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Posted by **Sarita** on Saturday, April 3, 2010 at 3:16pm.

B) So once that is found, then how can you prove that if 0(<or=)u(<or=)v(<or=)10, then 0(<or=)sqrt(u+1)(<or=)sqrt(v+1)(<or=)10?

- calculus -
**Damon**, Saturday, April 3, 2010 at 3:35pmHow do you prove that if 0(<or=)x(<or=)10, then 0(<or=)sqrt(x+1)(<or=)10?

===========================

does the square root increase (is the derivative positive) as x goes from 0 to 10 ?

If so the left side of the domain is minimum and the right side is maximum of the function and we only need to test the ends.

d (x+1)^.5 / dx = .5 /sqrt(x+1)

that is positive everywhere in the domain so all we have to prove is the end points.

0 </= x </= 10

if x = 0

sqrt x+1 = sqrt 1 = 1

if x = 10

sqrt x+1 = sqrt 11 = 3.32

so

1 </ sqrt(x+1) </= 3.32

- calculus -
**Damon**, Saturday, April 3, 2010 at 3:37pmfor part b again the derivative is positive throughout the domain so if v is right of u then sqrt (1+v) > sqrt(1+u)

- calculus -
**Sarita**, Saturday, April 3, 2010 at 5:52pmthank you!

Additionally,

C) They give a recursively defined sequence: a_1=0.3; a_(n+1)=sqrt((a_n)+1)for n>1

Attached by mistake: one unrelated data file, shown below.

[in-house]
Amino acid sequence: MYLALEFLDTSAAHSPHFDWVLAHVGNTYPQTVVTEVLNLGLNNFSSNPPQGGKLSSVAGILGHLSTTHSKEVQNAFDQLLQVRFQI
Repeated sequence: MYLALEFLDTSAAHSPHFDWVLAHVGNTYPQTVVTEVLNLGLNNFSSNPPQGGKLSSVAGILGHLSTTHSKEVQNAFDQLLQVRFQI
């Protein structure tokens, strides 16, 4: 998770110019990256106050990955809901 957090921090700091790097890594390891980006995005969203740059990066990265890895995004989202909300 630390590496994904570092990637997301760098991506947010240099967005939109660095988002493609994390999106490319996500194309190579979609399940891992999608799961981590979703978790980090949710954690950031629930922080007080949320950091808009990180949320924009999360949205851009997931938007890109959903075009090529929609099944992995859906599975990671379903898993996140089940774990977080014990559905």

How do you find out the first five terms for it. then prove that this sequence converges. What is a specific theorem that will guarantee convergence, along with the algebraic results of parts A and B?

- calculus -
**Damon**, Saturday, April 3, 2010 at 7:26pm.3

sqrt 1.3 = 1.14

sqrt 2.14 = 1.46

sqrt 2.46 = 1.57

sqrt 2.57 = 1.60

hmmm, not getting bigger very fast.

let's see what happens to the derivative for large n

.5/sqrt(x+1)

ah ha, look at that. When n gets big, the derivative goes to zero. So the function stops changing.

- calculus -
**Sarita**, Sunday, April 4, 2010 at 1:05pmBut why would you look for the derivative to go to zero? Does it have to do anything with the theorem: If summation of a_n converges then limit_(n-->infinity) of a_n = 0. If so, what would the limit be approaching? 10 or infinity? But if not, then what theorem would we use? I know you explained about the larger n for the derivative, but I do not understand how that relates to one of the theorems.

- calculus -
**Sarita**, Sunday, April 4, 2010 at 1:21pmBut doesn't it converge to infinity and not 0?

- calculus -
**Sarita**, Sunday, April 4, 2010 at 1:22pmwe want it to converge to 0 right? But does it even converge if it goes to infinity, or is that divergence?

- calculus -
**Sarita**, Sunday, April 4, 2010 at 2:28pmDo you do the limit on the derivative?

Or is there another way to prove convergence with a theorem of some sort?

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